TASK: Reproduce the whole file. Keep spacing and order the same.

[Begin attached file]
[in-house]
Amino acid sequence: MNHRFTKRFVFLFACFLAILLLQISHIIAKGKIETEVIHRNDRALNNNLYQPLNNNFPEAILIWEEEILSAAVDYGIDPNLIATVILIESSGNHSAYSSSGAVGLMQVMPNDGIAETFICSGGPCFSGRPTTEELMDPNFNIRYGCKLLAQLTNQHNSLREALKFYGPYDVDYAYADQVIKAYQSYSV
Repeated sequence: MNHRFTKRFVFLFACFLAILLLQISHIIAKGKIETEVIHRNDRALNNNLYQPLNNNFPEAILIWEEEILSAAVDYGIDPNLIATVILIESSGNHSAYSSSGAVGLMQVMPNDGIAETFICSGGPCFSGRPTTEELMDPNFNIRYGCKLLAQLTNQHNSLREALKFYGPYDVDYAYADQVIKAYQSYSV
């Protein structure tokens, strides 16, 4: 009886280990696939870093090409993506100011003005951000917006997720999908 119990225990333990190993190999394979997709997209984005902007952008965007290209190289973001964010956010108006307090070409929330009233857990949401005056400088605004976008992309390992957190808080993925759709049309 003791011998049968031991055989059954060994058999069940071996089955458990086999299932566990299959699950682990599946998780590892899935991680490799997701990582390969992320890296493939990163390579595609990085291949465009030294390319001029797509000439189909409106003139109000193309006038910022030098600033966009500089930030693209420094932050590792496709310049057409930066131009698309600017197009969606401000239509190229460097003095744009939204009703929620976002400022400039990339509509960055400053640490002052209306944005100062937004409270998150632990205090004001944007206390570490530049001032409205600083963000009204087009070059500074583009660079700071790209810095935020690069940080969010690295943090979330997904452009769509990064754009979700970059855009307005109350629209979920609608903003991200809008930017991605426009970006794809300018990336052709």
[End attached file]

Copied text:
[in-house]
Amino acid sequence: MNHRFTKRFVFLFACFLAILLLQISHIIAKGKIETEVIHRNDRALNNNLYQPLNNNFPEAILIWEEEILSAAVDYGIDPNLIATVILIESSGNHSAYSSSGAVGLMQVMPNDGIAETFICSGGPCFSGRPTTEELMDPNFNIRYGCKLLAQLTNQHNSLREALKFYGPYDVDYAYADQVIKAYQSYSV
Repeated sequence: MNHRFTKRFVFLFACFLAILLLQISHIIAKGKIETEVIHRNDRALNNNLYQPLNNNFPEAILIWEEEILSAAVDYGIDPNLIATVILIESSGNHSAYSSSGAVGLMQVMPNDGIAETFICSGGPCFSGRPTTEELMDPNFNIRYGCKLLAQLTNQHNSLREALKFYGPYDVDYAYADQVIKAYQSYSV
């Protein structure tokens, strides 16, 4: 009886280990696939870093090409993506100011003005951000917006997720999908 119990225990333990190993190999394979997709997209984005902007952008965007290209190289973001964010956010108006307090070409929330009233857990949401005056400088605004976008992309390992957190808080993925759709049309 003791011998049968031991055989059954060994058999069940071996089955458990086999299932566990299959699950682990599946998780590892899935991680490799997701990582390969992320890296493939990163390579595609990085291949465009030294390319001029797509000439189909409106003139109000193309006038910022030098600033966009500089930030693209420094932050590792496709310049057409930066131009698309600017197009969606401000239509190229460097003095744009939204009703929620976002400022400039990339509509960055400053640490002052209306944005100062937004409270998150632990205090004001944007206390570490530049001032409205600083963000009204087009070059500074583009660079700071790209810095935020690069940080969010690295943090979330997904452009769509990064754009979700970059855009307005109350629209979920609608903003991200809008930017991605426009970006794809300018990336052709």